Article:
If everything looks good, it's time to create a git tag for this candidate:

git tag -a $RC_VERSION -m $RC_VERSION bump_$VERSION
git push origin $RC_VERSION

Announcing on multiple medias is the best way to get some help testing! An easy way to get some useful links for sharing:

echo "Ubuntu/Debian: or curl -sSL | sh"
echo "Linux 64bit binary:${VERSION#v}"
echo "Darwin/OSX 64bit client binary:${VERSION#v}"
echo "Darwin/OSX 32bit client binary:${VERSION#v}"
echo "Linux 64bit tgz:${VERSION#v}.tgz"

We recommend announcing the release candidate on:

  • IRC on #docker, #docker-dev, #docker-maintainers
  • In a comment on the pull request to notify subscribed people on GitHub
  • The docker-dev group
  • The docker-maintainers group
  • Any social media that can bring some attention to the release candidate

8. Iterate on successive release candidates

Spend several days along with the community explicitly investing time and resources to try and break Docker in every possible way, documenting any findings pertinent to the release. This time should be spent testing and finding ways in which the release might have caused various features or upgrade environments to have issues, not coding. During this time, the release is in code freeze, and any additional code changes will be pushed out to the next release.

It should include various levels of breaking Docker, beyond just using Docker by the book.

Any issues found may still remain issues for this release, but they should be documented and give appropriate warnings.

During this phase, the bump_$VERSION branch will keep evolving as you will produce new release candidates. The frequency of new candidates is up to the release manager: use your best judgement taking into account the severity of reported issues, testers availability, and time to scheduled release date.

Each time you'll want to produce a new release candidate, you will start by adding commits to the branch, usually by cherry-picking from master:

git cherry-pick -x -m0 <commit_id>

You want your “bump commit” (the one that updates the CHANGELOG and VERSION files) to remain on top, so you'll have to git rebase -i to bring it back up.

Now that your bump commit is back on top, you will need to update the CHANGELOG file (if appropriate for this particular release candidate), and update the VERSION file to increment the RC number:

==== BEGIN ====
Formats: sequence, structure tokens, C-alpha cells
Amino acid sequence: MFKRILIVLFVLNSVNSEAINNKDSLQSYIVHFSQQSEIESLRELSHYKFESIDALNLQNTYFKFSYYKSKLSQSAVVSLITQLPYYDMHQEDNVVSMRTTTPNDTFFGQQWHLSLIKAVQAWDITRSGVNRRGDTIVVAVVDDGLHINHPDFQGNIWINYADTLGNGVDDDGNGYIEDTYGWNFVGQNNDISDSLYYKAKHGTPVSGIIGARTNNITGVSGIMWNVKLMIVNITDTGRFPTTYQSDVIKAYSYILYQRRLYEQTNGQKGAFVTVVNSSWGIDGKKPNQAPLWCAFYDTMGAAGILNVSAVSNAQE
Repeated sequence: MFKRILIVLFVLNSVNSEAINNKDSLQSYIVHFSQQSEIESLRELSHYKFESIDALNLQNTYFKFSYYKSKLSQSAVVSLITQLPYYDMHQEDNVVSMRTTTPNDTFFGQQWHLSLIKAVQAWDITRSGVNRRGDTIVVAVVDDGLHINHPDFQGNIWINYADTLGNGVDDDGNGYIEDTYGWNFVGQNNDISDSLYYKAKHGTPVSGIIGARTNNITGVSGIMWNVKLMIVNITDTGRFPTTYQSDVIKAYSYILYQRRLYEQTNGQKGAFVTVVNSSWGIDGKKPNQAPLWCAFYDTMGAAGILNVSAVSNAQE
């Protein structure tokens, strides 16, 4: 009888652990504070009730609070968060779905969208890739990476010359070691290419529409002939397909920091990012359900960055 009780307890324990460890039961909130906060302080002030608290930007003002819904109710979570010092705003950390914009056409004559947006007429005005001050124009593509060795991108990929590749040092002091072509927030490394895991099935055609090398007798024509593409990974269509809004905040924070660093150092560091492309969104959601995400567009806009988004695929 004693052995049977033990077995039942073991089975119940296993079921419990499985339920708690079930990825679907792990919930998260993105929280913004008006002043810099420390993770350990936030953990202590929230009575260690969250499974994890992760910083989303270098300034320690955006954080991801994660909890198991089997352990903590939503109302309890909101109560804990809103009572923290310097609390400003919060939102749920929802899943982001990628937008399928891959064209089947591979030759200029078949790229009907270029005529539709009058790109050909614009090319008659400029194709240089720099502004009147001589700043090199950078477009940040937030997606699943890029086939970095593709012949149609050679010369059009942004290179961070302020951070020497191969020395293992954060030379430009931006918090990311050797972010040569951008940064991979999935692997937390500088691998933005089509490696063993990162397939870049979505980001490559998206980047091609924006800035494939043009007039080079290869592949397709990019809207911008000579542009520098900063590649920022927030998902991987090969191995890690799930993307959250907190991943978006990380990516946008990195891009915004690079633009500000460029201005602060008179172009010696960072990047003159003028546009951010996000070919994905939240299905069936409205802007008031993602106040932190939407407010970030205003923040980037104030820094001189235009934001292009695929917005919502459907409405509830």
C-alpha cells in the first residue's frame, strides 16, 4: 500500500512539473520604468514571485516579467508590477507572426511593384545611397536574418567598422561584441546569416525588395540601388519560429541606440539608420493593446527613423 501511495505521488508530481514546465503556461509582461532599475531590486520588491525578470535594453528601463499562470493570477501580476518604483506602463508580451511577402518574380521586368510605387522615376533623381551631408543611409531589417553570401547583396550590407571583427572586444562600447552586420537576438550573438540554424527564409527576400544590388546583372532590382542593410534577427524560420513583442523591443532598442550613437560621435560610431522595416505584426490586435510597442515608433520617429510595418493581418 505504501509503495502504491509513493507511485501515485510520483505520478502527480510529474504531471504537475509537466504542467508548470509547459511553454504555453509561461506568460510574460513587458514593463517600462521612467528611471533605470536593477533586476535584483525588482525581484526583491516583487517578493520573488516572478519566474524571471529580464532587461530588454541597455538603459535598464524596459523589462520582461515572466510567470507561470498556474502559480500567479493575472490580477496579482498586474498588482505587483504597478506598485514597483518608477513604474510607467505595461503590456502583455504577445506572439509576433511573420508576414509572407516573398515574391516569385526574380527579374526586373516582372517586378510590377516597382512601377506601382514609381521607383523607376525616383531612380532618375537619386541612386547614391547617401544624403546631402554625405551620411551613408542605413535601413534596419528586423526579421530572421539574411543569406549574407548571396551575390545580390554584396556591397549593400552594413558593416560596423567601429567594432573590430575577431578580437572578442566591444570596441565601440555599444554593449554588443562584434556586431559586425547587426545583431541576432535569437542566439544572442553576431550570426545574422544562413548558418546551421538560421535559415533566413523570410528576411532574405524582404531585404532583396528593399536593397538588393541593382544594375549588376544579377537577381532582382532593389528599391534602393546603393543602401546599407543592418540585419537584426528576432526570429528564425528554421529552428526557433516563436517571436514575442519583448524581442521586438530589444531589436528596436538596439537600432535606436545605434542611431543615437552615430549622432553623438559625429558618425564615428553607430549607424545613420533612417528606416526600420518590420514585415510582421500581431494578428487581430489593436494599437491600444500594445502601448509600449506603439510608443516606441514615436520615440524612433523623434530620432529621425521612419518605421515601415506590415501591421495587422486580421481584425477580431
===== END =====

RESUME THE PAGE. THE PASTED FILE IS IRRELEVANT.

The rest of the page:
You can now amend your last commit and update the bump branch:

git commit --amend
git push -f $GITHUBUSER bump_$VERSION

Repeat step 6 to tag the code, publish new binaries, announce availability, and get help testing.

9. Finalize the bump branch

When you're happy with the quality of a release candidate, you can move on and create the real thing.

You will first have to amend the “bump commit” to drop the release candidate suffix in the VERSION file:

git add VERSION
git commit --amend

You will then repeat step 6 to publish the binaries to test

10. Get 2 other maintainers to validate the pull request

11. Publish final binaries

Once they're tested and reasonably believed to be working, run against

docker run \
       -e \
       -e AWS_ACCESS_KEY="..." \
       -e AWS_SECRET_KEY="..." \
       -e GPG_PASSPHRASE="..." \
       -i -t --privileged \
       docker \

12. Apply tag

It‘s very important that we don’t make the tag until after the official release is uploaded to!

git tag -a $VERSION -m $VERSION bump_$VERSION
git push origin $VERSION

13. Go to github to merge the bump_$VERSION branch into release

Don't forget to push that pretty blue button to delete the leftover branch afterwards!

14. Update the docs branch

If this is a MAJOR.MINOR.0 release, you need to make an branch for the previous release's documentation:

git checkout -b docs-$PREVIOUS_MAJOR_MINOR
git fetch
git reset --hard origin/docs
git push -f origin docs-$PREVIOUS_MAJOR_MINOR

You will need the awsconfig file added to the docs/ directory to contain the s3 credentials for the bucket you are deploying to.

git checkout -b docs release || git checkout docs
git fetch
git reset --hard origin/release
git push -f origin docs
make BUILD_ROOT=yes DISTRIBUTION_ID=C2K6......FL2F docs-release

The docs will appear on (though there may be cached versions, so its worth checking For more information about documentation releases, see docs/

Note that the new docs will not appear live on the site until the cache (a complex, distributed CDN system) is flushed. The make docs-release command will do this if the DISTRIBUTION_ID is set correctly - this will take at least 15 minutes to run and you can check its progress with the CDN Cloudfront Chrome addin.

15. Create a new pull request to merge your bump commit back into master

git checkout master
git fetch
git reset --hard origin/master
git cherry-pick $VERSION
git push $GITHUBUSER merge_release_$VERSION
echo "$GITHUBUSER/docker/compare/docker:master...$GITHUBUSER:merge_release_$VERSION?expand=1"

Again, get two maintainers to validate, then merge, then push that pretty blue button to delete your branch.

16. Update the VERSION files

Now that version X.Y.Z is out, time to start working on the next! Update the content of the VERSION file to be the next minor (incrementing Y) and add the -dev suffix. For example, after 1.5.0 release, the VERSION file gets updated to 1.6.0-dev (as in “1.6.0 in the making”).

17. Rejoice and Evangelize!

Congratulations! You're done.

Go forth and announce the glad tidings of the new release in #docker, #docker-dev, on the dev mailing list, the announce mailing list, and on Twitter!